macOS QuickTime screen recording at 48 kHz sample rate
December 3, 2020
Each time I write the title of a new article on this blog I feel even more like a nerd. So be it.
When you do a screen recording on macOS, you can capture audio from your microphone. Or using a tool like BlackHole you can even record your system sounds.
Either way, by default the screen recording utility that you can open using Command + Shift + 5 (which is the same thing as opening QuickTime and doing File, New Screen Recording) will record your input with a sample rate of 44.1 kHz.
I don’t plan on bouncing my screen recording to an audio CD, and I don’t like unnecessary sample rate conversions, so I want to record in 48 kHz.
There’s no option for this, and even though the device is set to 48 kHz (you can see that in Audio MIDI Setup), the screen recording utility still records in 41.1 kHz (likely adding even one more sample rate conversion in the pipeline).
You can see that using
ffprobe Screen\ Recording\ 2020-12-03\ at\ 09.18.38.mov
Stream #0:1(und): Audio: aac (LC) (mp4a / 0x6134706D), 44100 Hz, stereo, fltp, 2 kb/s (default) Metadata: creation_time : 2020-12-03T14:18:40.000000Z handler_name : Core Media Audio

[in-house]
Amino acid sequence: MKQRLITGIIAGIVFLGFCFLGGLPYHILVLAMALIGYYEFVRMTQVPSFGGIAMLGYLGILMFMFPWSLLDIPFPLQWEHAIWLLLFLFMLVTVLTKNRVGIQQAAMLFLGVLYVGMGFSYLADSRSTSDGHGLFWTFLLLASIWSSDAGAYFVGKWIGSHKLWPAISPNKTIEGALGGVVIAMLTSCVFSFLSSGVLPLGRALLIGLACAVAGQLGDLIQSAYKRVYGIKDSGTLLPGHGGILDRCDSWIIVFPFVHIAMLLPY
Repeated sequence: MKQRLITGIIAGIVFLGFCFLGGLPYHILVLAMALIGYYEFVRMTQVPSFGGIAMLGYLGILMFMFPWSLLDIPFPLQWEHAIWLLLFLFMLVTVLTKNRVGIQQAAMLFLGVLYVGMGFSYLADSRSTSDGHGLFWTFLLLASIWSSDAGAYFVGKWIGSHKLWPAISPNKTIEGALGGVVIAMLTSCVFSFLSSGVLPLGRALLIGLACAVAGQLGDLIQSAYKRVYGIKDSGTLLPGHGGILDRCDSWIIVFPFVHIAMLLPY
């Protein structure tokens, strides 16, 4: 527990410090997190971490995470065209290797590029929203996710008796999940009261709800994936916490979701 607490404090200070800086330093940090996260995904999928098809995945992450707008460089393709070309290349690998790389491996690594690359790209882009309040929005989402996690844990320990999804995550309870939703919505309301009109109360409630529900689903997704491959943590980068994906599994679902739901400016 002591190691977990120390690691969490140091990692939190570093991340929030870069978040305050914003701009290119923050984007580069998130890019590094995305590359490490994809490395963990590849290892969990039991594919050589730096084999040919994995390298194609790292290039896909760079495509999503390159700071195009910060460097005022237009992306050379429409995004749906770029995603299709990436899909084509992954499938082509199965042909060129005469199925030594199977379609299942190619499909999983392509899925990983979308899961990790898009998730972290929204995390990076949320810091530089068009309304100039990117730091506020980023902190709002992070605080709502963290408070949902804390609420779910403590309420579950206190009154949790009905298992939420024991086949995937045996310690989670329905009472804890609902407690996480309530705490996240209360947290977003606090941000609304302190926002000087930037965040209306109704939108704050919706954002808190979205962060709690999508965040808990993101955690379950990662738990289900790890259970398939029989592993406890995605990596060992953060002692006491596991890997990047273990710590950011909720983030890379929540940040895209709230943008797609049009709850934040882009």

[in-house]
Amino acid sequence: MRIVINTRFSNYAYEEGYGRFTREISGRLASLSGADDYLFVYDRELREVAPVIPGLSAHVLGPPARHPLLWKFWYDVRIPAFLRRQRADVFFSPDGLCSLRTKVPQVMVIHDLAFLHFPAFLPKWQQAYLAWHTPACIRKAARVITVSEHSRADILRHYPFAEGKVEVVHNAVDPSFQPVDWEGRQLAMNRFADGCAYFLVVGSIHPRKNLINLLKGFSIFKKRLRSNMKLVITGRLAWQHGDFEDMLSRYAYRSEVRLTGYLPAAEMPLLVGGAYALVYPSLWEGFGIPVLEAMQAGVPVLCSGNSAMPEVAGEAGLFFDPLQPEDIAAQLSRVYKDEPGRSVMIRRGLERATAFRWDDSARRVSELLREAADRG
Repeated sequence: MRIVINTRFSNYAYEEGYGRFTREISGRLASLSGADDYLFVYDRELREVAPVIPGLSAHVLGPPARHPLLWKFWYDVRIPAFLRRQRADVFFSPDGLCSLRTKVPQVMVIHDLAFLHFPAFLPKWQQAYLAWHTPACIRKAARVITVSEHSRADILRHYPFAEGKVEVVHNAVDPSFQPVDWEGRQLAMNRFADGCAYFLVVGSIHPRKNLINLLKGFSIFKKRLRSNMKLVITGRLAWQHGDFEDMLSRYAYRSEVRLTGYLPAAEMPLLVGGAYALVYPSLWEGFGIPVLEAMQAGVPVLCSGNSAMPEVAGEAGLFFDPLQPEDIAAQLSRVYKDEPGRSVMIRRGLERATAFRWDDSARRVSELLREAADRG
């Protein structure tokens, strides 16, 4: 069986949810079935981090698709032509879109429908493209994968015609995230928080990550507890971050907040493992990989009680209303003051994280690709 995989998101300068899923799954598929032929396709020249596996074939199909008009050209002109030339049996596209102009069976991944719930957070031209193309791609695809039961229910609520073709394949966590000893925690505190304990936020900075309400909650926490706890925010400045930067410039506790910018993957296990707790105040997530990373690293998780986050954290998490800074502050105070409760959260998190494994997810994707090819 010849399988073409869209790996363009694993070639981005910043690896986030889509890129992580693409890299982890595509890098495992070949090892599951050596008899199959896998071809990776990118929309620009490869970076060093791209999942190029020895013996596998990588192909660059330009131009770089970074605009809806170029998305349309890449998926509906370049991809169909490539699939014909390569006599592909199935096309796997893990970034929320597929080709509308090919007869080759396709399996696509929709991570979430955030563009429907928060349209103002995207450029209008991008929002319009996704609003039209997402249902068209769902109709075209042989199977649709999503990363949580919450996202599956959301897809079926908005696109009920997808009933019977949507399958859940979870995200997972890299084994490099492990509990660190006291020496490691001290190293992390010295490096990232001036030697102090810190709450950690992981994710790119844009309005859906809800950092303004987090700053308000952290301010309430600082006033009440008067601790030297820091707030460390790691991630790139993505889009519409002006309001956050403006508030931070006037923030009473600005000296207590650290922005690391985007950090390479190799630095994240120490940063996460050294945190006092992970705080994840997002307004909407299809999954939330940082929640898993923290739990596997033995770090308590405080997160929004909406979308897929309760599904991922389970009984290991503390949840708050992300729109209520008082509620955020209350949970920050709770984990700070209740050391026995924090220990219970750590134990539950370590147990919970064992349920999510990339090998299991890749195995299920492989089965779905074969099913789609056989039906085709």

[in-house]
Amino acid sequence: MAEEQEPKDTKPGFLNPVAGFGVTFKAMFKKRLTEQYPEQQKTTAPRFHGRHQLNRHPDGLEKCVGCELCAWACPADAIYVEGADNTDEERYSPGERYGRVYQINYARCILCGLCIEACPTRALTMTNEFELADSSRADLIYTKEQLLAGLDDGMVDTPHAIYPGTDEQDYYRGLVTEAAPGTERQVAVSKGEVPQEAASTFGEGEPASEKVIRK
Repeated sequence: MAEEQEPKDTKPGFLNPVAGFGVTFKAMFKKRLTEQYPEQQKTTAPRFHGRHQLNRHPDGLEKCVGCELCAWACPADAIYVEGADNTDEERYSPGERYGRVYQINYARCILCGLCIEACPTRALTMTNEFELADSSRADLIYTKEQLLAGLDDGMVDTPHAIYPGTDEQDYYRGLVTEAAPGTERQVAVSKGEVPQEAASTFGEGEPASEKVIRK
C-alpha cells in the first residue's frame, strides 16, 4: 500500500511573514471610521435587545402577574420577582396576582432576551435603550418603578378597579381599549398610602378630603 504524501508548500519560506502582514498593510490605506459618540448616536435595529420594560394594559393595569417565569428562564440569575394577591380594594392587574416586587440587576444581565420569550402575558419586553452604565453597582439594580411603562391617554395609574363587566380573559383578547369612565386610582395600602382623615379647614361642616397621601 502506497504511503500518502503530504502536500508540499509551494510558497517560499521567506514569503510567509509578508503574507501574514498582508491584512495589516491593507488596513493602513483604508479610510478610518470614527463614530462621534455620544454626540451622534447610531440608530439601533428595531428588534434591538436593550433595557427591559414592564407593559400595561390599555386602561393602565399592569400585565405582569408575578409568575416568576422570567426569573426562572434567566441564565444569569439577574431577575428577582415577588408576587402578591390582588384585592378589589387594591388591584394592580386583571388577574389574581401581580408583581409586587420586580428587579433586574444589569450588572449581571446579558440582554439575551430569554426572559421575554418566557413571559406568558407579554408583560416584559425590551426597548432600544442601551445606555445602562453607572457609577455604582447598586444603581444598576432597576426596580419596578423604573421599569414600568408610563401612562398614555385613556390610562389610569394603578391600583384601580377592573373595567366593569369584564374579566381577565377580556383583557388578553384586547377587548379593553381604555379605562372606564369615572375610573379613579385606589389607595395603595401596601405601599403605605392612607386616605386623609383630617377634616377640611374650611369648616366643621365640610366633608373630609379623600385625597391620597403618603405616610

However, QuickTime also allows recording only audio by going in File, New Audio Recording. You then have a little down arrow next to the record button where you can select your recording device and the audio quality (between High and Maximum).
In my case it was High by default (apparently alias for 44.1 kHz), so I set it to Maximum, then went back to the screen recording utility.
Magically, it remembered the audio setting, and my screen recording is now 48 kHz!
ffprobe Screen\ Recording\ 2020-12-03\ at\ 09.19.47.mov
Stream #0:1(und): Audio: aac (LC) (mp4a / 0x6134706D), 48000 Hz, stereo, fltp, 2 kb/s (default) Metadata: creation_time : 2020-12-03T14:19:48.000000Z handler_name : Core Media Audio